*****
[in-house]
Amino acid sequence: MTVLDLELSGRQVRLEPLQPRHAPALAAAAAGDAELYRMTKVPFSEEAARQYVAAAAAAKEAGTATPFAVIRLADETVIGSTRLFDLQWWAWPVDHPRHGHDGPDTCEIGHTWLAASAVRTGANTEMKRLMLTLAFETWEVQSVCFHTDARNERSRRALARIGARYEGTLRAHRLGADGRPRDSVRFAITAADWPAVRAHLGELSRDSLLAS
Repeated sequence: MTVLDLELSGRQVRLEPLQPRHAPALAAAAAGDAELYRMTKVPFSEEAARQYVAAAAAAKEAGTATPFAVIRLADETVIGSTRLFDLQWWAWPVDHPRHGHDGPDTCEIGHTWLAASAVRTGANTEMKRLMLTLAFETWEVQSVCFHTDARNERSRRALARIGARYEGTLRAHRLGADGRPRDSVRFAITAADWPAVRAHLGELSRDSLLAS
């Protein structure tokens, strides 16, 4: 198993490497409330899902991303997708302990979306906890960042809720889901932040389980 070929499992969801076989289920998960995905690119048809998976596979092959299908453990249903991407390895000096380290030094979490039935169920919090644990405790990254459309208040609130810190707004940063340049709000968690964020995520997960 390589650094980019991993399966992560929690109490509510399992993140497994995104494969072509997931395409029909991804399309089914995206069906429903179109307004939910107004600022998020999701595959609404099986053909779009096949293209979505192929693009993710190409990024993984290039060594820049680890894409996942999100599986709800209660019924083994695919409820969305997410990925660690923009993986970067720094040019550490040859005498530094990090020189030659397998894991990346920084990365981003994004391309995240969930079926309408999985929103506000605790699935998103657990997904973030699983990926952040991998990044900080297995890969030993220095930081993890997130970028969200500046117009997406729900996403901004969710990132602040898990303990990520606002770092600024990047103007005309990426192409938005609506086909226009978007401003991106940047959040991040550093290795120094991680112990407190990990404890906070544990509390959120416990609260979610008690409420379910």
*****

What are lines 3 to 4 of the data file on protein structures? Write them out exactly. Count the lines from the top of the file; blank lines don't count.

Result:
Repeated sequence: MTVLDLELSGRQVRLEPLQPRHAPALAAAAAGDAELYRMTKVPFSEEAARQYVAAAAAAKEAGTATPFAVIRLADETVIGSTRLFDLQWWAWPVDHPRHGHDGPDTCEIGHTWLAASAVRTGANTEMKRLMLTLAFETWEVQSVCFHTDARNERSRRALARIGARYEGTLRAHRLGADGRPRDSVRFAITAADWPAVRAHLGELSRDSLLAS
């Protein structure tokens, strides 16, 4: 198993490497409330899902991303997708302990979306906890960042809720889901932040389980 070929499992969801076989289920998960995905690119048809998976596979092959299908453990249903991407390895000096380290030094979490039935169920919090644990405790990254459309208040609130810190707004940063340049709000968690964020995520997960 390589650094980019991993399966992560929690109490509510399992993140497994995104494969072509997931395409029909991804399309089914995206069906429903179109307004939910107004600022998020999701595959609404099986053909779009096949293209979505192929693009993710190409990024993984290039060594820049680890894409996942999100599986709800209660019924083994695919409820969305997410990925660690923009993986970067720094040019550490040859005498530094990090020189030659397998894991990346920084990365981003994004391309995240969930079926309408999985929103506000605790699935998103657990997904973030699983990926952040991998990044900080297995890969030993220095930081993890997130970028969200500046117009997406729900996403901004969710990132602040898990303990990520606002770092600024990047103007005309990426192409938005609506086909226009978007401003991106940047959040991040550093290795120094991680112990407190990990404890906070544990509390959120416990609260979610008690409420379910």